When light is absorbed, it delivers energy to tissue, and the tissue’s reaction depends on the intensity and exposure time of the light.

Each type of tissue has its specific absorption characteristics depending on its specific components (i.e., skin is composed of cells, hair follicles, pigment, blood vessels, sweat glands, etc.)

The main absorbing components, or chromophores, of tissue are:

  • Hemoglobin in blood
  • Melanin in skin, hair, moles, etc.
  • Water (present in all biologic tissue)
  • Protein or “Scatter” (covalent bonds present in tissue)

The Effectiveness of the 980nm Wavelength

Among diode laser wavelengths, 980nm lies at a peak in the light-water absorption curve, as neither water not hemoglobin is a strong absorber. This explains the deep penetration at this wavelength.

Common Lasers and their Wavelengths

The color or wavelength of light being emitted depends on the type of lasing material being used. For example, if a Neodymium:Yttrium Aluminum Garnet (Nd:YAG) crystal is used as the lasing material, light with a wavelength of 1064 nm will be emitted.

Table 1 illustrates various types of material currently used for lasing and the wavelengths that are emitted by that type of laser.

Note that certain materials and gases are capable of emitting more than one wavelength. The wavelength of the light emitted in this case is dependent on the optical configuration of the laser.

Table 1. Common Lasers and Their Wavelengths

Argon Fluoride 193
Xenon Chloride 308 and 459
Xenon Fluoride 353 and 459
Helium Cadmium 325 – 442
Copper Vapor 511 and 578
Argon 457 – 528 (514.5 and 488 most used)
Frequency doubled Nd:YAG 532
Helium Neon 543, 594, 612, and 632.8
Krypton 337.5 – 799.3 (647.1 – 676.4 most used)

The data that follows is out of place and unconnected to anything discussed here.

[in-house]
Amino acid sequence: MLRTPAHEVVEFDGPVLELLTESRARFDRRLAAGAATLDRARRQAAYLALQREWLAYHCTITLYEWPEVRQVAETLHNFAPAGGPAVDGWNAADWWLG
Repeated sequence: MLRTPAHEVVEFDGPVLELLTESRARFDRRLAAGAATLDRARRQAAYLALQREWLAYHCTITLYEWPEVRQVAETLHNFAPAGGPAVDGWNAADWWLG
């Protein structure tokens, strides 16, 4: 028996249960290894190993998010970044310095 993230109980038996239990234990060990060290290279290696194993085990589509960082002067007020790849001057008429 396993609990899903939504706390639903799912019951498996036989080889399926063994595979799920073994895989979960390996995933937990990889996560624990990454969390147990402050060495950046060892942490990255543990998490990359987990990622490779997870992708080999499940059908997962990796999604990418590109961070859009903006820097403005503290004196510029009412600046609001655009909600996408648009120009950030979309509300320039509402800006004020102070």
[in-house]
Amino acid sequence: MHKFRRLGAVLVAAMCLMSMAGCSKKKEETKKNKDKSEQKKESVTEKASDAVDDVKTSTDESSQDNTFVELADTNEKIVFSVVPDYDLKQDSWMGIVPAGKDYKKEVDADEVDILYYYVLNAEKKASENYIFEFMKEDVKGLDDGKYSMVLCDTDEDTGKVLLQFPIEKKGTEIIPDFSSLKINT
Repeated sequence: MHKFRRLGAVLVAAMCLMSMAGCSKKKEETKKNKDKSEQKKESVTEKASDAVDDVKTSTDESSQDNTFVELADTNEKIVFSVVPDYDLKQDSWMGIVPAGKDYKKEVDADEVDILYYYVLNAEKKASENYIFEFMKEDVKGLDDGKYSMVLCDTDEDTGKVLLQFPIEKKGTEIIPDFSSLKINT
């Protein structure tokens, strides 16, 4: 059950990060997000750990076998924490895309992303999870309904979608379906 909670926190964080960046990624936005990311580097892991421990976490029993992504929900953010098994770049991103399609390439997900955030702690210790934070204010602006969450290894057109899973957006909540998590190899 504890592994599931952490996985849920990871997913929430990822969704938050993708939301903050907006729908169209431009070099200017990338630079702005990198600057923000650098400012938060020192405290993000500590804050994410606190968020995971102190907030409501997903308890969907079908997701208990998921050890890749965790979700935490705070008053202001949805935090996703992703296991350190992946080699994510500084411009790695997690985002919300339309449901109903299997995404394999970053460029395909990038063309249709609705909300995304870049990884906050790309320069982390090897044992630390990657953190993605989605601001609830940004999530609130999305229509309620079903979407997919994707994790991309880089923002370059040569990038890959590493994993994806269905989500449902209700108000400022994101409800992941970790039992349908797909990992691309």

Ruby 694.3
Laser Diodes 630 – 950
Ti:Sapphire 690 – 960
Nd:YAG 1064
Hydrogen Fluoride 2600 – 3000
Erbium:Glass 1540
Carbon Monoxide 5000 – 6000
Carbon Dioxide 10600

Commentary on Wavelengths

By Jan Tunér, DDS and Lars Hode, DrSci (Swedish Laser Medical Society)

Soliton waves

One laser manufacturer in the USA claims that their lasers produce “soliton waves” by “piggybacking one wavelength upon another”, and that these “penetrate deeper into the body than is possible with any other type of laser”.

This sounds impressive and unique, but it is a sales trick, nomore, no less. No therapeutic laser on the market produces solitons. And, even if it were possible and financially viable to do so, what evidence is there to support this manufacturer’s claimsoftherapeutic benefit?

Scalar waves

The husband-and-wife “inventors” of the Scalar Wave Laser claim to have developed the “most advanced low level laser technology with state of the art quantum scalar waves” that supposedly employs a “unique approach to accessing the quantum neutral unified field state” to “dissolve cellular memory, normalize body systems, optimize anti-aging capabilities, and activate the glands and higher dimensional subtle body that yogis and mystics have tapped into throughout the ages”.